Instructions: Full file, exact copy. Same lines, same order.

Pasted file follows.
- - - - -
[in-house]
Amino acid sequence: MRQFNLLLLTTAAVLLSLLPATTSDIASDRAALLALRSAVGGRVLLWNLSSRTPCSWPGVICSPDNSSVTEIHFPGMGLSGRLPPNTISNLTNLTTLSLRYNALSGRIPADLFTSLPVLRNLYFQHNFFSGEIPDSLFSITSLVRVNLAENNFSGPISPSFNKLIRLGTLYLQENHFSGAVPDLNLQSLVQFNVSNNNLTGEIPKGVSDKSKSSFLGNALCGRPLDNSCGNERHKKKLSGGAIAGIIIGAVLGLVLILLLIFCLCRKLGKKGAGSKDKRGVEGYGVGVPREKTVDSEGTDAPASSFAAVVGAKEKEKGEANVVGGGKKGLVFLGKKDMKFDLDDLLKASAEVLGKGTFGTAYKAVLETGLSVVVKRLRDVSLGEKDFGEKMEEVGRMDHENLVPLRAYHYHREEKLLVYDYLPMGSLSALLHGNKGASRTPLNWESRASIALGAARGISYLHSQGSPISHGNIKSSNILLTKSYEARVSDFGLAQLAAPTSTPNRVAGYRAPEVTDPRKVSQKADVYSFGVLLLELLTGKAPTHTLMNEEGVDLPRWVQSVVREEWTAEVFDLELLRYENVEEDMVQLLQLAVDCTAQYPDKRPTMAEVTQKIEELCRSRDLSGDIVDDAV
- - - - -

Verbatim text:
[in-house]
Amino acid sequence: MRQFNLLLLTTAAVLLSLLPATTSDIASDRAALLALRSAVGGRVLLWNLSSRTPCSWPGVICSPDNSSVTEIHFPGMGLSGRLPPNTISNLTNLTTLSLRYNALSGRIPADLFTSLPVLRNLYFQHNFFSGEIPDSLFSITSLVRVNLAENNFSGPISPSFNKLIRLGTLYLQENHFSGAVPDLNLQSLVQFNVSNNNLTGEIPKGVSDKSKSSFLGNALCGRPLDNSCGNERHKKKLSGGAIAGIIIGAVLGLVLILLLIFCLCRKLGKKGAGSKDKRGVEGYGVGVPREKTVDSEGTDAPASSFAAVVGAKEKEKGEANVVGGGKKGLVFLGKKDMKFDLDDLLKASAEVLGKGTFGTAYKAVLETGLSVVVKRLRDVSLGEKDFGEKMEEVGRMDHENLVPLRAYHYHREEKLLVYDYLPMGSLSALLHGNKGASRTPLNWESRASIALGAARGISYLHSQGSPISHGNIKSSNILLTKSYEARVSDFGLAQLAAPTSTPNRVAGYRAPEVTDPRKVSQKADVYSFGVLLLELLTGKAPTHTLMNEEGVDLPRWVQSVVREEWTAEVFDLELLRYENVEEDMVQLLQLAVDCTAQYPDKRPTMAEVTQKIEELCRSRDLSGDIVDDAV